Help finding the right wood table finish for a busy kitchen

shayle15December 16, 2009

I am looking to purchase a wood kitchen table. I have a friend who has a table that has a catalytic conversion finish. It shows a lot of scratches and from what I have read - you must refinish the whole table to get rid of them. I am looking for a wood table that can handle a lot of traffic - is somewhat distressed so that when there is a scratch - one could polish it with an oil or wax and the scratch would look like another distress. (I'm looking for a darkish color.) Some wood people say that the catalytic finish is the best and others say a stain and wax finish is best. HELP! What do you think is best for my use?

Thank you for reporting this comment. Undo
brickeyee

The finish is not as important as how the table is made.

Solid wood can be stripped and refinshed when it starts to look bad.

About the only finishes that can easily be repaired are shellac and lacquer.
Shellac is not suitable for a table that gets daily use, since even water will spot it.
A good lacquer finish is more resistant, but can be damaged by moist heat and alcohol.
Shellac and lacquer can be easily repaired since new coats dissolve into the old coats.

Polyurethane can be repaired with another coat of the same finish, but there can be problems getting a new coat to bond (light sanding helps) and leaving 'witness' lines in the finish were the damage was.

Catalyzed finishes are also very hard to re-coat without stripping (like poly). Their big advantage is faster setting and curing for commercial manufacture.

Varnish also has these problems.

As long as you have solid wood, use the table till it looks bad, then strip and re-finish.

While occasionally veneered wood can be stripped and refinished, it is a real job to clean off old finish without lifting the veneer or damaging the thin layer of wood (sanding through or thin).

    Bookmark   December 16, 2009 at 2:58PM
Thank you for reporting this comment. Undo
bobismyuncle

To follow on to what brickeyee says, not all catalytic finishes are the same. This is a broad class of finishes. There are some that I have worked on that takes a lot to chip them, but they can be chipped. They cannot be repaired as nothing sticks to them. Standard strippers do not touch them. I have tried rubbing out scratches on some of them to literally no effect after nearly an hour of buffing with various compounds.

And as to your original advice, as Bob Flexner says, "A wax finish is the closest thing to no finish at all." It provides virtually no protection whatsoever. To take whatever advice this person gave you with a grain of salt.

Have you considered Formica-type tables (HPDLs)?

    Bookmark   December 16, 2009 at 8:49PM
Thank you for reporting this comment. Undo
Jon1270

And to follow on those two, it might help to make a distinction between a finish that's made up a stain with a clear coating on top, and one that has the pigment mixed into the clear finish. If the stain is under the clear then the clear can be lightly scratched without affecting the color significantly. On the other hand, if the color is integral to the coating then scratching the coating changes the color and stands out more.

Yet another complication (as if you hadn't had enough already) is that some finishes do poorly with exposure to heat and/or moisture. Shellac and wax, in particular, are rather intolerant of heat and moisture, so if you're not going to be using placemats and coasters then something like polyurethane or a conversion varnish will be a better choice.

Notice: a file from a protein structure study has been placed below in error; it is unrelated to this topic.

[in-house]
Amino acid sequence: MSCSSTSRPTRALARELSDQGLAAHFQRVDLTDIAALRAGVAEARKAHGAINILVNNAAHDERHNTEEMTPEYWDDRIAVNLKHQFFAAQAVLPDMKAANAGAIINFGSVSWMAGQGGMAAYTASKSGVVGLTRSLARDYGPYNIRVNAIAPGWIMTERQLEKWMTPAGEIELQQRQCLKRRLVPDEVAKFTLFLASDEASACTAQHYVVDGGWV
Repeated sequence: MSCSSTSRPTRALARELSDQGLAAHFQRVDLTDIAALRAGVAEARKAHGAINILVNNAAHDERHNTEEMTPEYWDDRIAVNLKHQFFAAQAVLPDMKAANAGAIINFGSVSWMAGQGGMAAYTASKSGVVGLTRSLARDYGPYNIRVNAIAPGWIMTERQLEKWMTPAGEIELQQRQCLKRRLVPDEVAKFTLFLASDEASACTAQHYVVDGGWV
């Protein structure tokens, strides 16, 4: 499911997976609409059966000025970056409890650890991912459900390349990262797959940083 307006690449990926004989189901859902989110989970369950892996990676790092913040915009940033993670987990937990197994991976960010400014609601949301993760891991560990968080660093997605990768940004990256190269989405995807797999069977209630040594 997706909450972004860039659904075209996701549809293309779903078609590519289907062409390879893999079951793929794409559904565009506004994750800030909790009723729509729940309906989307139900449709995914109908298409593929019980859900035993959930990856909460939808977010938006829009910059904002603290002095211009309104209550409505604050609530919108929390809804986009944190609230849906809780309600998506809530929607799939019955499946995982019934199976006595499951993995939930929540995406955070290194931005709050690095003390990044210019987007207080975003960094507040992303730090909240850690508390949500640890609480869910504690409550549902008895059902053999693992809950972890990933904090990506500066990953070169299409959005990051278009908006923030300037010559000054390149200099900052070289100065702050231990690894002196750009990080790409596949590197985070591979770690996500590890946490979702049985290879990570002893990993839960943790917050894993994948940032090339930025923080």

As Bob suggested, wax doesn't really protect the table from much of anything -- it just makes the wood shiny, and helps moisture bead up on the surface if the wax is thick enough. It also requires regular maintenance; don't choose wax if you're not okay with adding a periodic task to your to-do list.

Rather than relying on stain to darken the table, you might consider using a dark wood like cherry or walnut; that way it will stay dark even when it gets dinged and scratched.

    Bookmark   December 17, 2009 at 8:27AM
Thank you for reporting this comment. Undo
karinl

What you describe in the way of resilience/repairability is actually what we have with our maple table that is simply oiled. It's been beat up from opening coconuts and stained from reading the paper, coloured on and spilled on, and my husband just went over it with a cabinet scraper (far superior to sanding - no dust!), re-oiled, and it looked like new. I re-oil periodically.

Maple isn't dark, of course, but I'd echo going with a darker hardwood... and then just oil it.

KarinL

    Bookmark   December 19, 2009 at 8:30PM
Thank you for reporting this comment. Undo
shayle15

Thanks so much.

    Bookmark   December 20, 2009 at 10:49PM
Sign Up to comment
More Discussions
Anyone have experience with Charles Neil's Preconditioner?
I just ordered it and am wondering if anyone has used...
aktillery9
Can this door be repaired?
We're renovating a 1920 house and this bedroom door...
weedyacres
southern yellow pine ceilings - how to tone down yellow
Hi, all. We are currently building: natural cherry...
hjs
newbie veneer terminology question
My house has hollow slab doors veneered with luaun...
Fori is not pleased
Varnish cracking and brittle on table with Inlay work
The varnish or poly is looking so bad I want to redo...
bossyvossy
Sponsored Products
Raiden 6-Light Chandelier by Minka-Lavery
$459.90 | Lumens
Kendra Semi-Flushmount by Quoizel
$309.99 | Lumens
Platner: Round Dining Table Reproduction
Modern Classics Furniture
People viewed this after searching for:
© 2015 Houzz Inc. Houzz® The new way to design your home™